TAG | spending
In the Hasidic enclave of Crown Heights, Brooklyn, there are many things that women can’t or just don’t do: Be counted as one of the 10 people needed to make up a minyan, or prayer quorum. Walk around in pants. But vote?
According to the bylaws of the Crown Heights Jewish Community Council, a social service agency and community pillar that has received millions of dollars in government grants over the years, only those who meet the following requirements can vote for its leadership:
Jewish and religiously observant residents of Crown Heights
Married, previously married or at least 30 years old
Now Eliyahu Federman, a Crown Heights resident and recent law school graduate, is challenging that last requirement, saying he believes it to be unconstitutional.
In Crown Heights, religion and life are inextricably interwoven. But the council itself is not a religious organization, Mr. Federman argues. And in 2008, according to the most recent tax filings available, the council received $1.9 million in government grants. “Women, especially widows and divorcees, are gravely impacted by decisions regarding the distribution of food stamps, housing subsidies and other vital social services” that the council handles, Mr. Federman, 26, wrote in an April 7 letter to the council and the local rabbinical court. “It should hurt us to see religion being misapplied to wrongfully subjugate women in a context that has no basis under Jewish law and is probably unconstitutional.”
Since Mr. Federman first raised the issue, in 2009, he has heard several explanations for the policy: that voting is immodest, that this is how it’s always been done — and that allotting women votes could sow discord among married couples, working against the ideal of “Shalom Bayit,” or marital tranquility.
Comments off · Posted by Andrew Stuttaford in Uncategorized
Via the New York Times (emphasis added):
The state budget plan that moved toward enactment on Wednesday calls for 10 percent cuts in aid to public colleges and universities, but it would add about $18 million a year in tuition assistance for students attending some private religious schools.
The added money would be available to any theological student who met a new set of criteria for the state’s so-called Tuition Assistance Program grants. The major potential beneficiaries would be an estimated 5,000 men who attend dozens of Orthodox rabbinical schools in New York, state officials and religious leaders said.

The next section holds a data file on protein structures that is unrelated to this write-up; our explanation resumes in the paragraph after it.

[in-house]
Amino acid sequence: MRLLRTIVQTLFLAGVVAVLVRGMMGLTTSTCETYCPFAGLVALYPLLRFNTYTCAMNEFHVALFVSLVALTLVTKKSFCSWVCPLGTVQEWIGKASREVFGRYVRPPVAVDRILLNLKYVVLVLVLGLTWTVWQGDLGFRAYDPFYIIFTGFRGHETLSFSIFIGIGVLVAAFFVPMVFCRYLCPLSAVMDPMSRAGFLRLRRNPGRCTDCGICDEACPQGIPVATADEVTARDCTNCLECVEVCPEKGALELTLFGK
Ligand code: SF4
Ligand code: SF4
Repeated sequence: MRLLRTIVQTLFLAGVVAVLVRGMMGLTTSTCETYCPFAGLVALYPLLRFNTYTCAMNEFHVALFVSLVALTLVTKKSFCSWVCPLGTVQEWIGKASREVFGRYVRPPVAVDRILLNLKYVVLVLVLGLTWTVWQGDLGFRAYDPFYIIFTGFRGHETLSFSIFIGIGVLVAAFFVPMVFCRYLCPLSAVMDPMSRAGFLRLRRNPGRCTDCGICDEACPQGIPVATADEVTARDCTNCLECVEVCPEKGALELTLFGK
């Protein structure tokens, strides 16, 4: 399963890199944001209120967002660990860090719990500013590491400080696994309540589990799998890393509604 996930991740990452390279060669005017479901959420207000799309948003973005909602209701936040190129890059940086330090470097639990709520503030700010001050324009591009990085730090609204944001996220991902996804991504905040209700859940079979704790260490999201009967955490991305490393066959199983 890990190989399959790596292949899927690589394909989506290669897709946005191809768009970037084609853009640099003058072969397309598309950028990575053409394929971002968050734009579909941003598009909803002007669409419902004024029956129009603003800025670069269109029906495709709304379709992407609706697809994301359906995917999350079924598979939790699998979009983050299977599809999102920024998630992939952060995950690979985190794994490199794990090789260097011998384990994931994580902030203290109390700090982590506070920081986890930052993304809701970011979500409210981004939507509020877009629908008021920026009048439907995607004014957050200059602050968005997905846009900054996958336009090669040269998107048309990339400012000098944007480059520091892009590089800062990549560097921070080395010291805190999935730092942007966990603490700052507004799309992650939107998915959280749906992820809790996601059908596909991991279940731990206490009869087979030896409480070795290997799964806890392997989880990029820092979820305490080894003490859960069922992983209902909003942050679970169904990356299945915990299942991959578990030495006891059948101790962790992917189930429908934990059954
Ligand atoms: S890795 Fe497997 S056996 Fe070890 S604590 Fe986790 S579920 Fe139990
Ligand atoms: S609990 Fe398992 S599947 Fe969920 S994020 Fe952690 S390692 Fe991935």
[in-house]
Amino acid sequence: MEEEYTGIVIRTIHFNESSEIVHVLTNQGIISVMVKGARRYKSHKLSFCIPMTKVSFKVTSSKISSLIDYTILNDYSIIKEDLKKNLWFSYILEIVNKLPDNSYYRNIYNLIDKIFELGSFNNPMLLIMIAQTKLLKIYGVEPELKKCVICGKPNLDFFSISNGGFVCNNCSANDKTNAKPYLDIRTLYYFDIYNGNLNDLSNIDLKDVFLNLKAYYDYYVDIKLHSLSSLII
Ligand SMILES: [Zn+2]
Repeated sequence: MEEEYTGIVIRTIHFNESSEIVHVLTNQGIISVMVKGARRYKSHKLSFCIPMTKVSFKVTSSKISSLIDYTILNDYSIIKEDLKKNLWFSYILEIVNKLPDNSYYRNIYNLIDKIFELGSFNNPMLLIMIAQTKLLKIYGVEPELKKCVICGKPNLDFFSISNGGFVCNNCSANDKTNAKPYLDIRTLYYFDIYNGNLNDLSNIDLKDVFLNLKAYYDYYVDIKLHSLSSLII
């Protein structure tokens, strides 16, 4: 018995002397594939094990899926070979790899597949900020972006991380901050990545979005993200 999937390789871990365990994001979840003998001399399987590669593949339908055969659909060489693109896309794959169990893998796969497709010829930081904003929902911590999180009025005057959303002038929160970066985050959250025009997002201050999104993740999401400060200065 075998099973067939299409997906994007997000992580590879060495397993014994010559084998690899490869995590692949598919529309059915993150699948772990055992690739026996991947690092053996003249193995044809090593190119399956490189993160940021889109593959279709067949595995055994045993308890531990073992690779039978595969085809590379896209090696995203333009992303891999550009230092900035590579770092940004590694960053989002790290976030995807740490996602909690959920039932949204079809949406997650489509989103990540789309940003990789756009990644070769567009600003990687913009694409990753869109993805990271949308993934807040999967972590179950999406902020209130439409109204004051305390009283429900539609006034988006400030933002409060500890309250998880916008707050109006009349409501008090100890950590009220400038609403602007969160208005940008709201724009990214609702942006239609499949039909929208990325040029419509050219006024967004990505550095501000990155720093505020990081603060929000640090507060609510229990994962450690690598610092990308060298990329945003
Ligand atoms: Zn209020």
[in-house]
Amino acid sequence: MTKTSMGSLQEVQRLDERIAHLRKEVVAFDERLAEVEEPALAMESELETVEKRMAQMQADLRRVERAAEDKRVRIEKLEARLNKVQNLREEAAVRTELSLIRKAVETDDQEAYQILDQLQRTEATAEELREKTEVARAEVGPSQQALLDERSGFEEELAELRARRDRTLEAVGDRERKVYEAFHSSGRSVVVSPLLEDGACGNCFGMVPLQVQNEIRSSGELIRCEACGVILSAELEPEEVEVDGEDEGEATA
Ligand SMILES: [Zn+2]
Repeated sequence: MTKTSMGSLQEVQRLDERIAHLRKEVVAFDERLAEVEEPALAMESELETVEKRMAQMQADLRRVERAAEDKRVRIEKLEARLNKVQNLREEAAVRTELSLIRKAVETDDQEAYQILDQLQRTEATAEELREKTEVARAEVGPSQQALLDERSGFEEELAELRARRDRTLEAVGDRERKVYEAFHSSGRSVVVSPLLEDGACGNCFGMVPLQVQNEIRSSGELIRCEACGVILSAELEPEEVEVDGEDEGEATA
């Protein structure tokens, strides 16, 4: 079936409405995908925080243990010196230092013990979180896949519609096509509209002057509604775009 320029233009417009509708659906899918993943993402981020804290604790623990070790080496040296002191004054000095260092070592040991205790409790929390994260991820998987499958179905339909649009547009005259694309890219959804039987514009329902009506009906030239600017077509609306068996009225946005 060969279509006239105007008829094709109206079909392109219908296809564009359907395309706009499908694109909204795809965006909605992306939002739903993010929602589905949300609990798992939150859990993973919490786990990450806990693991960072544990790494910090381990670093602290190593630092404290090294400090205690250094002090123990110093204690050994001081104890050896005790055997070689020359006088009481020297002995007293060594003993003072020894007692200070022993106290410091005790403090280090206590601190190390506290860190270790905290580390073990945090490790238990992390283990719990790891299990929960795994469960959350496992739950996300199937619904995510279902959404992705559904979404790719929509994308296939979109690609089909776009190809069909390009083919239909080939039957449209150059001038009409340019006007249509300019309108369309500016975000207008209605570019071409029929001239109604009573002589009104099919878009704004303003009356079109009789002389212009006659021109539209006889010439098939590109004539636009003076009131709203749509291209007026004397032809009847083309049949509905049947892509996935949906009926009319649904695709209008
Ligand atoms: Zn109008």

Assemblyman Dov Hikind, a Democrat whose Brooklyn district includes a large Orthodox population, called the additional financing “a matter of equity, to rectify the fact that New York State has denied rabbinical college students tuition assistance for all these years.”
Mr. Hikind and other lawmakers have sought unsuccessfully for about 10 years to adopt the new criteria by amending the Tuition Assistance Program rules, eliminating a long-established ban on state tuition assistance for undergraduate students who attend religious schools, like yeshivas, that are not chartered by the state Board of Regents.
In negotiations this month, Republican leaders in the Senate asked that the new rules be included as part of the 2011-12 budget agreement. Gov. Andrew M. Cuomo and Democratic leaders in the Assembly have agreed, said Jeffrey Gordon, a spokesman for the State Division of the Budget.
U.S. military programs will not necessarily be exempt from sharp spending cuts Republicans in the House of Representatives plan to put forward in coming months, incoming House Republican Leader Eric Cantor said on Tuesday.
House Republicans have previously said defense and domestic security programs would be exempt from their efforts to trim $100 billion from the U.S. budget.
But speaking on the day before his party takes control of the House, Cantor did not rule out defense cuts. “Everything is going to have to be on the table,” he told reporters.
Over at TMP Cafe there is a discussiona bout Red State, Blue State. This post has an interesting snippet:
…But before we grab on to such a U.S.-centric explanation, it is worth noting that John Huber and Piero Stanig have compiled data showing that poor religious voters in Europe are more likely than low-income secular voters to support parties promoting economically liberal policies (in the European sense of the term). So any explanation of the phenomenon ought to have a passport.